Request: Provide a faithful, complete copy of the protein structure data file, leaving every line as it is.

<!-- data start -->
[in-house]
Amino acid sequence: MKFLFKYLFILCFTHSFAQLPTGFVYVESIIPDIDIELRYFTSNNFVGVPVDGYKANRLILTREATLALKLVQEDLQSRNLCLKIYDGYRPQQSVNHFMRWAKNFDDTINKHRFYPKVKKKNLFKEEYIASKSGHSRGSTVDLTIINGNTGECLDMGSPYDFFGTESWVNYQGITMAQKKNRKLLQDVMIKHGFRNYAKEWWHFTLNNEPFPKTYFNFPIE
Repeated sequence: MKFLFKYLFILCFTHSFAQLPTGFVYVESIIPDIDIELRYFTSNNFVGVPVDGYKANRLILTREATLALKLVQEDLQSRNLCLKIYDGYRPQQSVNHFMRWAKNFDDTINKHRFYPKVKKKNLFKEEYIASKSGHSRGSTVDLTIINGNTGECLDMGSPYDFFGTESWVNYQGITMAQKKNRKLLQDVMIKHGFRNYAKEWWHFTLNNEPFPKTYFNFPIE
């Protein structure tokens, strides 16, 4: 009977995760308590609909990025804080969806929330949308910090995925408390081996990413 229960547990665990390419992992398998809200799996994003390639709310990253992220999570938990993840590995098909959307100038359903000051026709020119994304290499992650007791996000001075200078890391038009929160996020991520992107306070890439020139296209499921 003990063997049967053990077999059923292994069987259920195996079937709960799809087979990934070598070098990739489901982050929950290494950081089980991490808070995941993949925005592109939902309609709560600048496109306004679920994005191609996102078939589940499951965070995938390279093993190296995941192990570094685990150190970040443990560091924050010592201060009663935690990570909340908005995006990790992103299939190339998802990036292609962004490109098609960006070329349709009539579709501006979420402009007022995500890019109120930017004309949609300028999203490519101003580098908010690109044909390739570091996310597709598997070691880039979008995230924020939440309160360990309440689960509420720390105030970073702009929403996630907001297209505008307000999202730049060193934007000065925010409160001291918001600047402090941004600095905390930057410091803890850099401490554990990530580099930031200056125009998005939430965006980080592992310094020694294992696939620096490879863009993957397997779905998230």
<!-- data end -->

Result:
[in-house]
Amino acid sequence: MKFLFKYLFILCFTHSFAQLPTGFVYVESIIPDIDIELRYFTSNNFVGVPVDGYKANRLILTREATLALKLVQEDLQSRNLCLKIYDGYRPQQSVNHFMRWAKNFDDTINKHRFYPKVKKKNLFKEEYIASKSGHSRGSTVDLTIINGNTGECLDMGSPYDFFGTESWVNYQGITMAQKKNRKLLQDVMIKHGFRNYAKEWWHFTLNNEPFPKTYFNFPIE
Repeated sequence: MKFLFKYLFILCFTHSFAQLPTGFVYVESIIPDIDIELRYFTSNNFVGVPVDGYKANRLILTREATLALKLVQEDLQSRNLCLKIYDGYRPQQSVNHFMRWAKNFDDTINKHRFYPKVKKKNLFKEEYIASKSGHSRGSTVDLTIINGNTGECLDMGSPYDFFGTESWVNYQGITMAQKKNRKLLQDVMIKHGFRNYAKEWWHFTLNNEPFPKTYFNFPIE
């Protein structure tokens, strides 16, 4: 009977995760308590609909990025804080969806929330949308910090995925408390081996990413 229960547990665990390419992992398998809200799996994003390639709310990253992220999570938990993840590995098909959307100038359903000051026709020119994304290499992650007791996000001075200078890391038009929160996020991520992107306070890439020139296209499921 003990063997049967053990077999059923292994069987259920195996079937709960799809087979990934070598070098990739489901982050929950290494950081089980991490808070995941993949925005592109939902309609709560600048496109306004679920994005191609996102078939589940499951965070995938390279093993190296995941192990570094685990150190970040443990560091924050010592201060009663935690990570909340908005995006990790992103299939190339998802990036292609962004490109098609960006070329349709009539579709501006979420402009007022995500890019109120930017004309949609300028999203490519101003580098908010690109044909390739570091996310597709598997070691880039979008995230924020939440309160360990309440689960509420720390105030970073702009929403996630907001297209505008307000999202730049060193934007000065925010409160001291918001600047402090941004600095905390930057410091803890850099401490554990990530580099930031200056125009998005939430965006980080592992310094020694294992696939620096490879863009993957397997779905998230």